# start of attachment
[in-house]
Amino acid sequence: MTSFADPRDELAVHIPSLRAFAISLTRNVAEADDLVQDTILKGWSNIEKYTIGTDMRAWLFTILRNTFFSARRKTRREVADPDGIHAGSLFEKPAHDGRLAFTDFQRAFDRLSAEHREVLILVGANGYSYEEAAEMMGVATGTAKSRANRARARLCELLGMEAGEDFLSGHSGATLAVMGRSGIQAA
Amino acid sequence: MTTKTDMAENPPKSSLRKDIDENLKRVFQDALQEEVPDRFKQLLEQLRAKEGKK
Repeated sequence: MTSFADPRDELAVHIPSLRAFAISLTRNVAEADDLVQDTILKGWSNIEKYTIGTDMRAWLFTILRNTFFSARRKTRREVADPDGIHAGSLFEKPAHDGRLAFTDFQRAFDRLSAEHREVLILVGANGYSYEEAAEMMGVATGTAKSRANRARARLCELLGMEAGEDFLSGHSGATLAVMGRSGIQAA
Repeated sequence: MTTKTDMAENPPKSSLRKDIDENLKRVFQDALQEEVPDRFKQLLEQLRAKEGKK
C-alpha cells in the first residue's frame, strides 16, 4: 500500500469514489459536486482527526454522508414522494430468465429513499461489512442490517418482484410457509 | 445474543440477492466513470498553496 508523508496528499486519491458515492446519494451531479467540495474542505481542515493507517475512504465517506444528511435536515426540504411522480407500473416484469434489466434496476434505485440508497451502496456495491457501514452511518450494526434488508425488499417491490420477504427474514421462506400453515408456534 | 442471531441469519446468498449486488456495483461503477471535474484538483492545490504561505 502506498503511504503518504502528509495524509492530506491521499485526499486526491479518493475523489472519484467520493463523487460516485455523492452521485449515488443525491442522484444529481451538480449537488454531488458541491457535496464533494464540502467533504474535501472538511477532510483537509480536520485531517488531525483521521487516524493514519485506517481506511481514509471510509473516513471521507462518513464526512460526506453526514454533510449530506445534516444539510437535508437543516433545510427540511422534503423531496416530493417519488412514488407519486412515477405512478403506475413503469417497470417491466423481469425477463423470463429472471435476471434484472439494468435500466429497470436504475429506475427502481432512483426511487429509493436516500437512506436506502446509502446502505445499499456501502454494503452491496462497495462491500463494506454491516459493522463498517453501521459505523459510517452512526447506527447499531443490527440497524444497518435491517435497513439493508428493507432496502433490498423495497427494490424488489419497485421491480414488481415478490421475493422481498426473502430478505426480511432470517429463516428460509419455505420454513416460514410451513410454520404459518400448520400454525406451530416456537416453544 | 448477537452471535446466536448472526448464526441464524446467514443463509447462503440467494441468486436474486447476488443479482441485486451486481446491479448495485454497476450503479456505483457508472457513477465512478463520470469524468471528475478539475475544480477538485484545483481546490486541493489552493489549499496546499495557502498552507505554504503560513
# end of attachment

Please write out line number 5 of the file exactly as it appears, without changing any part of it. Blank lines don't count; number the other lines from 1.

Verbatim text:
Repeated sequence: MTTKTDMAENPPKSSLRKDIDENLKRVFQDALQEEVPDRFKQLLEQLRAKEGKK